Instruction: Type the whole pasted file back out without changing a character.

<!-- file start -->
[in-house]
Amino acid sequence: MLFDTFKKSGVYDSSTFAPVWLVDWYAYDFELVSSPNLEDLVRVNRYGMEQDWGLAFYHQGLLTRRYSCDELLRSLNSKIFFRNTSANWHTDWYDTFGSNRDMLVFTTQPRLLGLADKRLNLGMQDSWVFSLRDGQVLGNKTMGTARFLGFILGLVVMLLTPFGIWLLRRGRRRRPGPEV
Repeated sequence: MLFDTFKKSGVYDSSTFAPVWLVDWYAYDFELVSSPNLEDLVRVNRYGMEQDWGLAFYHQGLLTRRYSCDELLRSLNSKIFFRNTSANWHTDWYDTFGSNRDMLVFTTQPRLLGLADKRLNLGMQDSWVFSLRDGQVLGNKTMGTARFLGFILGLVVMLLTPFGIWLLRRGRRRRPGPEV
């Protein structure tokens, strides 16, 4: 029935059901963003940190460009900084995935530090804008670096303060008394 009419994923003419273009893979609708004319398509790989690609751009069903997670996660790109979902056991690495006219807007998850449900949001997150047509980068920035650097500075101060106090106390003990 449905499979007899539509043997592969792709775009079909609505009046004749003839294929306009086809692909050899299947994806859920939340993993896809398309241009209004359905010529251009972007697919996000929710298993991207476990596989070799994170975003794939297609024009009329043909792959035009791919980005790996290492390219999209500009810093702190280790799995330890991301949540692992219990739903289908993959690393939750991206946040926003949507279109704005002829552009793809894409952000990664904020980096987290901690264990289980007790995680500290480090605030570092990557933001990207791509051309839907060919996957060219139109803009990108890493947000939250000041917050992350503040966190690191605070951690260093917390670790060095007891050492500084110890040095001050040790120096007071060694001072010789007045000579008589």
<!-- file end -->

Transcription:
[in-house]
Amino acid sequence: MLFDTFKKSGVYDSSTFAPVWLVDWYAYDFELVSSPNLEDLVRVNRYGMEQDWGLAFYHQGLLTRRYSCDELLRSLNSKIFFRNTSANWHTDWYDTFGSNRDMLVFTTQPRLLGLADKRLNLGMQDSWVFSLRDGQVLGNKTMGTARFLGFILGLVVMLLTPFGIWLLRRGRRRRPGPEV
Repeated sequence: MLFDTFKKSGVYDSSTFAPVWLVDWYAYDFELVSSPNLEDLVRVNRYGMEQDWGLAFYHQGLLTRRYSCDELLRSLNSKIFFRNTSANWHTDWYDTFGSNRDMLVFTTQPRLLGLADKRLNLGMQDSWVFSLRDGQVLGNKTMGTARFLGFILGLVVMLLTPFGIWLLRRGRRRRPGPEV
């Protein structure tokens, strides 16, 4: 029935059901963003940190460009900084995935530090804008670096303060008394 009419994923003419273009893979609708004319398509790989690609751009069903997670996660790109979902056991690495006219807007998850449900949001997150047509980068920035650097500075101060106090106390003990 449905499979007899539509043997592969792709775009079909609505009046004749003839294929306009086809692909050899299947994806859920939340993993896809398309241009209004359905010529251009972007697919996000929710298993991207476990596989070799994170975003794939297609024009009329043909792959035009791919980005790996290492390219999209500009810093702190280790799995330890991301949540692992219990739903289908993959690393939750991206946040926003949507279109704005002829552009793809894409952000990664904020980096987290901690264990289980007790995680500290480090605030570092990557933001990207791509051309839907060919996957060219139109803009990108890493947000939250000041917050992350503040966190690191605070951690260093917390670790060095007891050492500084110890040095001050040790120096007071060694001072010789007045000579008589």